According to Camnitzer, for Magritte as well as for Porter, “it does matter who the characters are. (….) Porter’s art does not work with just any object. Her selection is careful and reflects not only the world delineated by Borges, by Alice in Wonderland, and by Magritte, but also by her very personal blend of astonishment, childishness, and humorous distancing.” Camnitzer only mentions two items from Borges’ literary repertoire, and it is not clear how they are reflected in Porter’s selection of figurines. One of the items is the aleph, the extraordinary sphere containing all other points in the universe; and the other is one of the protagonists of the story El Aleph, Carlos Argentino Daneri, who sets out to write a poem about every place on this planet. Nothing of the sort appears in Porter’s work —not even by analogy. Giving Camnitzer massive amounts of foreign aid, one might point out that the split between Borges the author and Borges the character in his dialogue with Carlos Argentino in some relevant way resembles those imagined dialogues between Porter’s figurines. That suggestion may be interesting enough, but how can a written dialogue resemble an imagined one? My question is not rhetorical but sincere.

Mosquera’s use of Magritte in interpreting Porter’s work is more radical. He considers Porter as “Magritte’s natural continuator.” According to Mosquera, Porter “plays with the irony that the work of the Belgian artist goes on to be part of the reality that he is questioning.” However, “there is a typical tone in her work that mixes humor and cynicism with loving warmth.” In La Clairvoyance (1999), she depicts an actual stone and a postcard of one of the Belgian artist’s paintings in which he paints an egg as a bird. The work insinuates that Porter has represented (if the act may be thus called) the potentially airborne postcard as an egg-like stone, or vice versa. Such are the ways of symbolization, as arbitrary as Borges’ animal classification in his Chinese Encyclopedia.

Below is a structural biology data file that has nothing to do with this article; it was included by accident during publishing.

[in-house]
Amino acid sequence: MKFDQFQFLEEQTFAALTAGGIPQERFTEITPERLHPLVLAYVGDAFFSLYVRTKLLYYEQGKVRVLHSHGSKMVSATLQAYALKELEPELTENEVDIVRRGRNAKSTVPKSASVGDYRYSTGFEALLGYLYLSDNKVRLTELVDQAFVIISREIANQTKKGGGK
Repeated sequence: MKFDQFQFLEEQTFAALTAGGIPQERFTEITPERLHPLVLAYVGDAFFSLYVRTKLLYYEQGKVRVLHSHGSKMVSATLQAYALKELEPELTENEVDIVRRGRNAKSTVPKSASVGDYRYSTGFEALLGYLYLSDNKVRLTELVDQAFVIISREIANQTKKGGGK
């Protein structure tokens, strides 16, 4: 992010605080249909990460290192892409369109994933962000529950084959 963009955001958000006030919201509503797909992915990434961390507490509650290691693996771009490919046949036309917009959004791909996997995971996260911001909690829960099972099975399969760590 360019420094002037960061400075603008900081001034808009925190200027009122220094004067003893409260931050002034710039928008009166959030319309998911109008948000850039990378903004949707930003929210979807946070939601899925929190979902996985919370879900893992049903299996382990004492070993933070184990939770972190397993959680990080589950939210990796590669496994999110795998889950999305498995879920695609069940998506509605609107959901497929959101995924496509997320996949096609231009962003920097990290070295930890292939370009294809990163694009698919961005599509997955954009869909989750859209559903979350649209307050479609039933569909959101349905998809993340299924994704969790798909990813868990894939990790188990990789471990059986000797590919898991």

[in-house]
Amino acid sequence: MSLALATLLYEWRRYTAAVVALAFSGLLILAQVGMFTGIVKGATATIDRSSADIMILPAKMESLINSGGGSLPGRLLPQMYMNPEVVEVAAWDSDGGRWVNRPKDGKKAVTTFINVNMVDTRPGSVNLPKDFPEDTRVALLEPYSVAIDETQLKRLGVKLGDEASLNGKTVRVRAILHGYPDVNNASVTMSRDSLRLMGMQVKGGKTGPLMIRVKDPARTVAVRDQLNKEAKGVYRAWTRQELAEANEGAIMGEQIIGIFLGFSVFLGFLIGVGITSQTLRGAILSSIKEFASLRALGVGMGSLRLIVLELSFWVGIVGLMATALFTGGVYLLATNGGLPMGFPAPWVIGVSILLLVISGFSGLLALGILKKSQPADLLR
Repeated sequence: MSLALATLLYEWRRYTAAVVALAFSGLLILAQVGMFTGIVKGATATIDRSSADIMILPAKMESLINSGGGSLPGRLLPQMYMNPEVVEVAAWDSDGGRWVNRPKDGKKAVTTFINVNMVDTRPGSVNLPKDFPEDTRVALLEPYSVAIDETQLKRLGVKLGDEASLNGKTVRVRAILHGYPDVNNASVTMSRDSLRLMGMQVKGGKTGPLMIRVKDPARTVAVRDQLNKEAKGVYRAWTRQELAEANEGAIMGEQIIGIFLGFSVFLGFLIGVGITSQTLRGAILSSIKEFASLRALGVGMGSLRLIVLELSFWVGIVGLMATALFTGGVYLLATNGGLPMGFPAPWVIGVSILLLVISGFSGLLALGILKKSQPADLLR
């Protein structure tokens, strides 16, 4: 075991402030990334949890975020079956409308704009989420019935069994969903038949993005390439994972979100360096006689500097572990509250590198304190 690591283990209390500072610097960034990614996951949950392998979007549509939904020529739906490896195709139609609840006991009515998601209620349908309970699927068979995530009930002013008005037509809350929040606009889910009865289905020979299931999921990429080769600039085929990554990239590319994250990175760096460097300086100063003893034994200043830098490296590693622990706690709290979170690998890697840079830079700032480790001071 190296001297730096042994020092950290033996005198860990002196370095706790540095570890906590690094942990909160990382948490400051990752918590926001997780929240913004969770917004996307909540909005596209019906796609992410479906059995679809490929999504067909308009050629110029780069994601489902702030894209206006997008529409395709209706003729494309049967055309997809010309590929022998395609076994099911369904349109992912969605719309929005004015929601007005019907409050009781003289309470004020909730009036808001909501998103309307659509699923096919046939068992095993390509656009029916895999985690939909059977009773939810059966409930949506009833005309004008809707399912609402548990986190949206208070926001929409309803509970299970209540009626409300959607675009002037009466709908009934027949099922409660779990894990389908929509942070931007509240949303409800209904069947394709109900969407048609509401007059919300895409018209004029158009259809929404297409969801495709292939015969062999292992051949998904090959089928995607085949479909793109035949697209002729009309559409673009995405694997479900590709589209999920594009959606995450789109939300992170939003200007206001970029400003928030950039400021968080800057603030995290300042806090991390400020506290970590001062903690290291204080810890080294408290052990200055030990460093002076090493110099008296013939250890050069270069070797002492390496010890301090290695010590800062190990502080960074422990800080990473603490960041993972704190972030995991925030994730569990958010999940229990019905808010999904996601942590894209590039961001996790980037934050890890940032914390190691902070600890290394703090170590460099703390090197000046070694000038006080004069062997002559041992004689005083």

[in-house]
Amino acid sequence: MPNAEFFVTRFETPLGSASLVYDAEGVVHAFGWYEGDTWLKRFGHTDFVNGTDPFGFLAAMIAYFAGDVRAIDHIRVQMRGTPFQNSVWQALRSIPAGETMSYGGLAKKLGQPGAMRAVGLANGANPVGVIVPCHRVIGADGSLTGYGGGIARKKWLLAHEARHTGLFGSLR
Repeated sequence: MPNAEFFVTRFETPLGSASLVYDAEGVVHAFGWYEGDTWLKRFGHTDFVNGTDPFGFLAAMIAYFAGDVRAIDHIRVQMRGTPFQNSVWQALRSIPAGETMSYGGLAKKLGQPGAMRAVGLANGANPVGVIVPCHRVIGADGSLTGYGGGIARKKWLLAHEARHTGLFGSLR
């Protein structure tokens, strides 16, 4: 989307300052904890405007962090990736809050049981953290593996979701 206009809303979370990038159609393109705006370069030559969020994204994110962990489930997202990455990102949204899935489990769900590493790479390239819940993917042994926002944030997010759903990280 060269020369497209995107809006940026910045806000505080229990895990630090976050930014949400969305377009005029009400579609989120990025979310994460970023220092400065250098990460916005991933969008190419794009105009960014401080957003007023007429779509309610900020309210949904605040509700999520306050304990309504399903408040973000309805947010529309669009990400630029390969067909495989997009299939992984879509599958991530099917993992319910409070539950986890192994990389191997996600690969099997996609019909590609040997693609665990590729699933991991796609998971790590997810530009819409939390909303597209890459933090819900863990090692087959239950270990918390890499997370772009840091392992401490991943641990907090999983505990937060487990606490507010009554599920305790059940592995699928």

In spite of the parallels to Borges and Magritte pointed out by Camnitzer and Mosquera, Porter may be doing something that is simultaneously simpler and perhaps more interesting. She is letting her characters have the life that their iconic personalities have determined for them. This strategy may lead to all sorts of results depending on the figurine and the mix of representational media. In works where there are mixed media (photography/assemblage) the dialogue between two characters might be imagined to be about their ontological predicaments; like the Square talking to the Sphere about their kinds of existence in Edwin Abbott’s Flatland. This diversity in ways of existing is even impacting, as in the case of Stone (2000), or intriguing as in To Go Back (2001). In works where there is only one figurine and one dimension like in Minnie (1995), the represented space induces the viewer to feel the angst of a graphic and iconic existence.

Porter’s triptych Untitled Out of Focus Che (1991-1995) has received surprisingly little attention by the above-mentioned critics. The work shows a plate with Alberto Korda’s famous image of Che Guevara, the Communist revolutionist, and a figurine of Mickey Mouse. What could they talk about? In the early seventies, a book by Ariel Dorfman and Armand Mattelart called How to Read Donald Duck accompanied and fueled the controversy about cultural alienation in Latin America. One of the issues of the controversy had to do with the way the values of capitalism were inculcated in the minds of the young through comic book characters like Mickey Mouse or Donald Duck. Porter’s triptych conflates by means of the photographic effect of out-of-focus two characters that stood on opposite sides of that controversy. The out-of-focus technique, however, puts both Mickey and Che on the same plane, rendering them both agents of ideological penetration. Perhaps Mickey Mouse is explaining to Che that in Lichtenstein’s hands he too was a revolutionary in the struggle against elitist art.

Porter’s almost childish images bear a visual and playful resemblance to Pop Art works like those of Jeff Koons, Keith Haring and Roy Lichtenstein. Unlike the latter, however, the former show a speculative penchant for dealing with problems of ontology and paradoxes of representation. It is precisely this penchant that Borges, Magritte and Porter’s works share. However, Porter clearly gives her viewers the freedom to fill in the space between the quotation marks that surround her characters’ dialogues or monologues—in spite of Borges, Magritte and Porter herself—.